You never know where Open Roads will take you…

Archive for March, 2010

NOTHING TO REPORT

So, it’s been a couple of weeks now, and there’s nothing to report. No major snow storms heading this way, no flood, fire, or pestilence, to speak of. Things are back to normal. This, for me, means a day-to-day life that includes taking every chance I get to listen in on the conversations that take place around me. Does that make me an eavesdropper? Absolutely.

One of my favorite pastimes as a child was listening in on adult conversations. I quickly learned they were much juicier if my presence went undetected. There was a closet in my grandmother’s house that shared a wall with her kitchen. I could curl up in that closet and hear most of what was being said during the pre-meal preparations or the post-meal clean-up. Sitting on that pile of clothes behind the curtain, I kept my finger on the pulse of the family.

Things haven’t changed in that regard. I find if I tune in to the discussions going on around me, I have my finger on the pulse of my world. For example: recently two friends were discussing jazz artist Nina Simone. One mentioned that Nina had supposedly referred to the US as the United Serpents of America. Overhearing, a twenty-something friend cracked, “she ought to go live in Iraq.”

Looks were exchanged. One of the older friends pointed out that the United States wasn’t very friendly to African Americans in the late ‘50s and early ‘60s, when Simone was touring and encountering the stark realities of racial prejudice. This twenty-something kid didn’t live through the Civil Rights movement, when the nightly national newscasts were focused on the bloody path to equality; the riots, the bombings, the murders.

Later, the same older friends were talking about marital infidelity. One told the story of how, when she was fifteen, she found out about her father’s indiscretions the day he took her on a little outing to meet his (unbeknownst to her) mistress. He threw his arms around them both and quipped, “my two favorite girls.”

At one point, one of the friends reminisced about her childhood visits with her aunt and uncle, in the late fifties. Her uncle owned a certain European country’s news agency–the equivalent of our Associated Press. She remembered her uncle and the country’s future President walking and talking together on her uncle’s estate, and watching theater from the Prime Minister’s box. Her uncle brokered his news agency for influence in that country’s politics.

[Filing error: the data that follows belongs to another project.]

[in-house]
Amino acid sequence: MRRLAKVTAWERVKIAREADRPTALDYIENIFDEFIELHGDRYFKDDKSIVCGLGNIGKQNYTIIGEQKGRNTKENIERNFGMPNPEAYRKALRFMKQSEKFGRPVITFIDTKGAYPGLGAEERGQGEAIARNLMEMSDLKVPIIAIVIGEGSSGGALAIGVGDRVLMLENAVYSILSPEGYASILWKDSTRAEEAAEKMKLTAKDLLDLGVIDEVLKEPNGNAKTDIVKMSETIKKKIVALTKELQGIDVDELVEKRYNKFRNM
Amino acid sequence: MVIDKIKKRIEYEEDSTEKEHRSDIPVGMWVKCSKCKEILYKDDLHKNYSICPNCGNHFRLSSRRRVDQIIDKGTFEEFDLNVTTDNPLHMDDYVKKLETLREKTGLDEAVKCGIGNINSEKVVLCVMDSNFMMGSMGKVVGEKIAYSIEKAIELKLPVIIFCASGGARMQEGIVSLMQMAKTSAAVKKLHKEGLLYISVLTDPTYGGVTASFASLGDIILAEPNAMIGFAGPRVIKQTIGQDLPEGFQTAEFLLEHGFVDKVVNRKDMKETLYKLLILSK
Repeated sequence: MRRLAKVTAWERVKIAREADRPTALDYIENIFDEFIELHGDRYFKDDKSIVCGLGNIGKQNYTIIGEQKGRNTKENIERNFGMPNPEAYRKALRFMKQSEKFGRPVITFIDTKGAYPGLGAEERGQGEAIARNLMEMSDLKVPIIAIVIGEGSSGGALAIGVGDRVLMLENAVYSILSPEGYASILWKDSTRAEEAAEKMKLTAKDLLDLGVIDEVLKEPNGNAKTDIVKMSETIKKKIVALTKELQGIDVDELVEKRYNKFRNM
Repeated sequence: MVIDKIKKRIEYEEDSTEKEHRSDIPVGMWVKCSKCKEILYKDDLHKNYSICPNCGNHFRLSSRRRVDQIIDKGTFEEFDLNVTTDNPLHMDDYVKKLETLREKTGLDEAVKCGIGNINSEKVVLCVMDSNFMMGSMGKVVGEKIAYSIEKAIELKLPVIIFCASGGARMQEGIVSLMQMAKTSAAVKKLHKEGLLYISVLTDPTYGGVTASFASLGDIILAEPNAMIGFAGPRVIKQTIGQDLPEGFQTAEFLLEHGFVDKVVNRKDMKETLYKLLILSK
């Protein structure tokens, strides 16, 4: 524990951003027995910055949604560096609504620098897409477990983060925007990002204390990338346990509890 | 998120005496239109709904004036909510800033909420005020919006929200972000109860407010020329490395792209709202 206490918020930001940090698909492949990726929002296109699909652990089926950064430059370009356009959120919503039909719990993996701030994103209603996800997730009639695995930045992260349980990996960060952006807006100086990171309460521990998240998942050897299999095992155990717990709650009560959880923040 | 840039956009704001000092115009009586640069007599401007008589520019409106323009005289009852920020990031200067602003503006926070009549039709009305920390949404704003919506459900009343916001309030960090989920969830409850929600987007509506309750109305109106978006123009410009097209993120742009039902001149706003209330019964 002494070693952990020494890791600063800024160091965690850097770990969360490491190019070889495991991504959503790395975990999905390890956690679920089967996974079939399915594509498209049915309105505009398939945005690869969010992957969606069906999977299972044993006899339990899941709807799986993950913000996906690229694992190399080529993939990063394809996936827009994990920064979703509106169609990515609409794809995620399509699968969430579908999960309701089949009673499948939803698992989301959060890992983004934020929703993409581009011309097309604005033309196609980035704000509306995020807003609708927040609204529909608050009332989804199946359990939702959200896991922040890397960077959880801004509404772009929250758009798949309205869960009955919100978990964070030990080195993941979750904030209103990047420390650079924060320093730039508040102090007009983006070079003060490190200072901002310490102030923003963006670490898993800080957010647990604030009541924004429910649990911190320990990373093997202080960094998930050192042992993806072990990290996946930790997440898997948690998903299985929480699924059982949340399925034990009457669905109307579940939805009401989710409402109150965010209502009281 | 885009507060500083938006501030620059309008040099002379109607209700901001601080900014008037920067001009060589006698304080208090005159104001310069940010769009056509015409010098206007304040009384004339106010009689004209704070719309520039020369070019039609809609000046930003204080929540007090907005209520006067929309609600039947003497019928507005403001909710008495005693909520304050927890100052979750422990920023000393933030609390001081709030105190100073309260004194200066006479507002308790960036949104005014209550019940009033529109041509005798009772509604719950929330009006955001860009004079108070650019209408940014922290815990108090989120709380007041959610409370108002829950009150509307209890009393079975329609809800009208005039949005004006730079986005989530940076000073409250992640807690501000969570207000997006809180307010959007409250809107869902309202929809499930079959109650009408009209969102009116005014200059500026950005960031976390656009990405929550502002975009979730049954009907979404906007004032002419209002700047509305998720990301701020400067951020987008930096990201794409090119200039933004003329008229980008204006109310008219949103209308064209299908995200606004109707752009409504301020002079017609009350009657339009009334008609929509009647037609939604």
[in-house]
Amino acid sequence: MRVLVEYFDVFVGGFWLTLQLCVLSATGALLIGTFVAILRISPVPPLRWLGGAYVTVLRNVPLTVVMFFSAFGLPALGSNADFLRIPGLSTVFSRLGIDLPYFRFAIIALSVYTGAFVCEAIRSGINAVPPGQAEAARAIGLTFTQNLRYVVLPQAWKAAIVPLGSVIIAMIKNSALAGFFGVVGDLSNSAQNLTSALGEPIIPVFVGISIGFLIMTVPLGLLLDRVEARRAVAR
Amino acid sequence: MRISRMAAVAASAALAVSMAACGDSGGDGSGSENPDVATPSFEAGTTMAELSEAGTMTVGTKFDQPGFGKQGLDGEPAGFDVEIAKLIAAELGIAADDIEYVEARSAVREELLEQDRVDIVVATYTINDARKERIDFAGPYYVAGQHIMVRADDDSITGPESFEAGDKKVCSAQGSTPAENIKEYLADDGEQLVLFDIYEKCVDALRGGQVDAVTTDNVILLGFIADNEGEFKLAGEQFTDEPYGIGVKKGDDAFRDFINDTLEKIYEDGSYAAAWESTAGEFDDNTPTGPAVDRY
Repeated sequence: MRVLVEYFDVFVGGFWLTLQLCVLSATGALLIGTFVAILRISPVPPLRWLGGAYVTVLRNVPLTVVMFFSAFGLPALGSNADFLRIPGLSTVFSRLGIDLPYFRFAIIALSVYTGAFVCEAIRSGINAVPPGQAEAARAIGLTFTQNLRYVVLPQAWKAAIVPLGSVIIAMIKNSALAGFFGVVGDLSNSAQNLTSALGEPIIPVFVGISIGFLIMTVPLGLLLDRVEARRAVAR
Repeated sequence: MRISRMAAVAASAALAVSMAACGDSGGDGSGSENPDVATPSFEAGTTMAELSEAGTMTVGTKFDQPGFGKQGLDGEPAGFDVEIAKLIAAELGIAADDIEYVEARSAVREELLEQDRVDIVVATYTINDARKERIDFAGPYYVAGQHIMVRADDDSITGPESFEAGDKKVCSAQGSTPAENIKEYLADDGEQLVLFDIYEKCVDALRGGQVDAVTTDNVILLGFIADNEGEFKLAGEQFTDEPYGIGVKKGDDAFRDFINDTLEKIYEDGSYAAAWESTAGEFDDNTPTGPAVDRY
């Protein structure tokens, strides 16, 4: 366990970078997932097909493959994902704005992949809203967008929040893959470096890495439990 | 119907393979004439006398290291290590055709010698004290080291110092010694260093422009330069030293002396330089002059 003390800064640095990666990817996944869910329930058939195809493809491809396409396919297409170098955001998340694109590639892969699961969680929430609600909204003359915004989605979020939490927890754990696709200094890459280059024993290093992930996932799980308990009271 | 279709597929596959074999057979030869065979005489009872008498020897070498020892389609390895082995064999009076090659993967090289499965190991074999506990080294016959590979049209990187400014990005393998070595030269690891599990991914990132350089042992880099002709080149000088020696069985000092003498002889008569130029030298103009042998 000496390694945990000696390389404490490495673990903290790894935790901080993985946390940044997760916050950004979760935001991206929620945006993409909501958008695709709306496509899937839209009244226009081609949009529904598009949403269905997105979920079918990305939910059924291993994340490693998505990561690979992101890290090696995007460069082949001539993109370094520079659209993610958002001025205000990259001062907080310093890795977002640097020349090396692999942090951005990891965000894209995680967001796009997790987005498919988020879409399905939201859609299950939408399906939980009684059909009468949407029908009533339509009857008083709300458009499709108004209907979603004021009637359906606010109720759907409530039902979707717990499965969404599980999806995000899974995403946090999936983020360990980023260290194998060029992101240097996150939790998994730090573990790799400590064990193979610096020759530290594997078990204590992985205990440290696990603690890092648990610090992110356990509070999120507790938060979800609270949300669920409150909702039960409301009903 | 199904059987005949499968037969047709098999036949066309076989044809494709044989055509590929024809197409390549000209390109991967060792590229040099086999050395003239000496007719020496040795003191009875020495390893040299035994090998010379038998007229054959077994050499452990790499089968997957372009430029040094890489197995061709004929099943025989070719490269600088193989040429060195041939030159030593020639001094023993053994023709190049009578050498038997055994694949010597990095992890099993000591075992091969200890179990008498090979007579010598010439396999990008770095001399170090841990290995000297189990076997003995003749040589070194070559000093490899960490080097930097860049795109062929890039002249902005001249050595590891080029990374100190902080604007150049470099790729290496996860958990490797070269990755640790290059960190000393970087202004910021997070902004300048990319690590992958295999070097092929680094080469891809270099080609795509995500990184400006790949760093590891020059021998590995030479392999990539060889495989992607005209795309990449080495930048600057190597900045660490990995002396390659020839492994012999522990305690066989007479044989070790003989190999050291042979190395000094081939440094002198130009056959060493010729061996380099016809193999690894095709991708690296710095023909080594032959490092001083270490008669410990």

I was thinking about these conversations as I was driving home. What’s changed in fifty years? On the face of it, not much. Racism is alive and well. Infidelity—well, you can’t pin that down because that would require people to tell the truth about an act that is, by definition, dishonest. We know media powerhouses still influence the political climate.

Perhaps the difference is the shift in our consciousness; we have an awareness of these issues that was missing fifty years ago. As the result, the balance of power has shifted. In those olden days, if the truth was acknowledged, it often flew in on the wings of resignation. That’s just how it was, “you can’t fight city hall.” Well, thanks, in part, to those radical/hippie/freaks of the sixties, we discovered that you can, indeed, fight city hall, and win. And somewhere in there some really smart guys gave us the gift that keeps on giving—a world wide information web, accessible to anyone who wants to use it. The shift on the infidelity front is that both women and men are aware that they have options that run the gamut from staying single all the way to engaging in polyamorous relationships.

From the expanded consciousness perspective, things have improved enough in fifty years that racial prejudice isn’t at the forefront of the twenty-something’s mind. The field of psychology has yielded a vast numbert of tools for self-improvement and improving personal relationships. The potential for finding unbiased information on the internet is unlimited, except by your imagination.

Maybe there’s something to report after all.